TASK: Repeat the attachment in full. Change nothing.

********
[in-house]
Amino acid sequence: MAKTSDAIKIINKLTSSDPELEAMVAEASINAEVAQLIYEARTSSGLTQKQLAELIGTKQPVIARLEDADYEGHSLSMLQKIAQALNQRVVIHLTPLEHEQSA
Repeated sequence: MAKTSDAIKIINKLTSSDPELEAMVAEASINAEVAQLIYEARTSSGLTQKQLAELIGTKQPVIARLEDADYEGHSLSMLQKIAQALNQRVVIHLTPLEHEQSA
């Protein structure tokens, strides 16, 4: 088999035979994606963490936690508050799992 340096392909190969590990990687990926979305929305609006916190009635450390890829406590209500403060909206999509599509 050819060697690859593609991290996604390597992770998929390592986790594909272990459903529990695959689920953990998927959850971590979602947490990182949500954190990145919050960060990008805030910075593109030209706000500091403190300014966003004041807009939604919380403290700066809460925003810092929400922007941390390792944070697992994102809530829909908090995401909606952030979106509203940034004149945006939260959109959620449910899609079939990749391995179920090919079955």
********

[in-house]
Amino acid sequence: MAKTSDAIKIINKLTSSDPELEAMVAEASINAEVAQLIYEARTSSGLTQKQLAELIGTKQPVIARLEDADYEGHSLSMLQKIAQALNQRVVIHLTPLEHEQSA
Repeated sequence: MAKTSDAIKIINKLTSSDPELEAMVAEASINAEVAQLIYEARTSSGLTQKQLAELIGTKQPVIARLEDADYEGHSLSMLQKIAQALNQRVVIHLTPLEHEQSA
């Protein structure tokens, strides 16, 4: 088999035979994606963490936690508050799992 340096392909190969590990990687990926979305929305609006916190009635450390890829406590209500403060909206999509599509 050819060697690859593609991290996604390597992770998929390592986790594909272990459903529990695959689920953990998927959850971590979602947490990182949500954190990145919050960060990008805030910075593109030209706000500091403190300014966003004041807009939604919380403290700066809460925003810092929400922007941390390792944070697992994102809530829909908090995401909606952030979106509203940034004149945006939260959109959620449910899609079939990749391995179920090919079955």